Neurodegenerative Disorders: This course focuses on neurodegeneration caused by either aging, neurological disorders, stroke, or poor diet. Further, the course includes studies on neuroplasticity in terms of neurogenesis, recovery after stroke, or novel drug therapies that are neuroprotective for these conditions. The course includes both labs and didactic lectures, as well as a module on self-reporting of caloric intake and an intervention study of older adults for exercise and diets.

Neural Regeneration: In humans, nervous system can be damaged either through trauma or disease and is central to the pathology of neurodegenerative diseases. Understanding the cellular and molecular mechanisms regulating regeneration and/or repair of nervous tissues and cells is crucial for developing treatments for nerve injury and neurodegenerative diseases. In this course, we will explore signaling pathways and their mechanisms that influence regeneration and/or repair of cells within peripheral and central nervous systems.

Mathematical Methods in Biomedical Imaging: The purpose of this course is to provide some of the basic mathematical knowledge and programming skills necessary to understand the fundamentals of image formation, image processing, and image analysis. Some of the mathematical topics will be linear algebra, complex numbers, Fourier transform theory, and nemerical methods. MATLAB will be used for the programming language and as a way to demonstrate applications and important concepts. The emphasis in the course will be on applications reather than rigorous mathematics and sophisticated programming.

Imaging: This course provides an overview of neuroimaging and neurostimulation techniques widely employed in clinical and basic human and animal neuroscience research with an emphasis on the value of these techniques to clinical applications. Techniques include structural MRI, diffusion tensor imaging, functional MRI, advanced fMRI, MR spectroscopy, PET, and molecular imaging. Students will gain working knowledge of basic physical principles, underlying physiological correlates, considerations for experimental design, data analysis and interpretation, current controversies, as well as clinical applications of the techniques. The course consists of lectures, class participation, student presentations and brief quizzes.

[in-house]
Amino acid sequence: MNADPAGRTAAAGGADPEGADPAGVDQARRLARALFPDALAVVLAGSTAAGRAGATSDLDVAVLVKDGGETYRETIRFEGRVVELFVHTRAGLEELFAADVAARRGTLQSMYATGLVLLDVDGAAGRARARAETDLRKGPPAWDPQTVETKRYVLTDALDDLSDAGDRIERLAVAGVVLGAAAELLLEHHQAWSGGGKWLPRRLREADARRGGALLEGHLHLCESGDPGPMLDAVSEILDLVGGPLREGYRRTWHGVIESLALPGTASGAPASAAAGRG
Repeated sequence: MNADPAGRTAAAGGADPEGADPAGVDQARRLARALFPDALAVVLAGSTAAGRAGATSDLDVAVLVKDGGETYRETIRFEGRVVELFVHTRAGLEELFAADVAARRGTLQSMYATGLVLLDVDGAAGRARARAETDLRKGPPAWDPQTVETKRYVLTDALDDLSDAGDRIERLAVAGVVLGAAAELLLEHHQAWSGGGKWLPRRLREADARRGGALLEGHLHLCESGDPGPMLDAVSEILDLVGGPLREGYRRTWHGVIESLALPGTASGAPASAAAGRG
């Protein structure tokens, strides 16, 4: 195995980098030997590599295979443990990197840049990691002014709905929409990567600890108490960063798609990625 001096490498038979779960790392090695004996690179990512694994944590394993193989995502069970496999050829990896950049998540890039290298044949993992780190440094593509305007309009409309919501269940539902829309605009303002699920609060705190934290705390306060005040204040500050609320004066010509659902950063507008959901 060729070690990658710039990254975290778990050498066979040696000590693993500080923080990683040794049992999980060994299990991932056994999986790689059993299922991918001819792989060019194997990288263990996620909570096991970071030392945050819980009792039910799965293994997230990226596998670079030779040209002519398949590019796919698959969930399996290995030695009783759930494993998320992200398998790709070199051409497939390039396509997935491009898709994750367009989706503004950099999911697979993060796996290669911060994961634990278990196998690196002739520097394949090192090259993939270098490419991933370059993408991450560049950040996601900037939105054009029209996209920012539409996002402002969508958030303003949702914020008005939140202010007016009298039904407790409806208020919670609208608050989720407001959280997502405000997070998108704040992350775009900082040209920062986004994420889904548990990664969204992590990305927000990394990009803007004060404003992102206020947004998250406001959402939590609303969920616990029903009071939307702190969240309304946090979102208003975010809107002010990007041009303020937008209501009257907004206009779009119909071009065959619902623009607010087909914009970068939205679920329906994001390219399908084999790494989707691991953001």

Advanced Techniques in Neurosciences: This course is designed to provide students with a conceptual and practical understanding of several of the most advanced techniques in molecular neuroscience. The informal and interactive lectures will be given by neuroscientists and will serve to illustrate the ways in which the various experimental approaches have been used to advance specific areas of neurobiology.  The course will include topics such as: an introduction to the design and use of animal virus vectors in neurobiology; the use of small interfering RNAs (siRNA) for regulating the expression of specific genes in neurons; gene delivery systems including mammalian cell transfection protocols and single cell electroporation techniques for targeted gene transfer in vivo; an introduction to overall strategies, use and design of BAC transgenic vectors; multiplex and whole genome expression analyses using the most recent DNA microarray technologies (including labeled probe preparation, data analyses, mining, and interpretation); quantitative real time RT-PCR analyses from small numbers of cells (RNA purification, PCR optimization, interpretation of results); single cell PCR and cDNA library construction; methods and application of RNA amplification (aRNA). Finally, students will be introduced to bioinformatics and a wide range of internet resources which are available to molecular neuroscientists.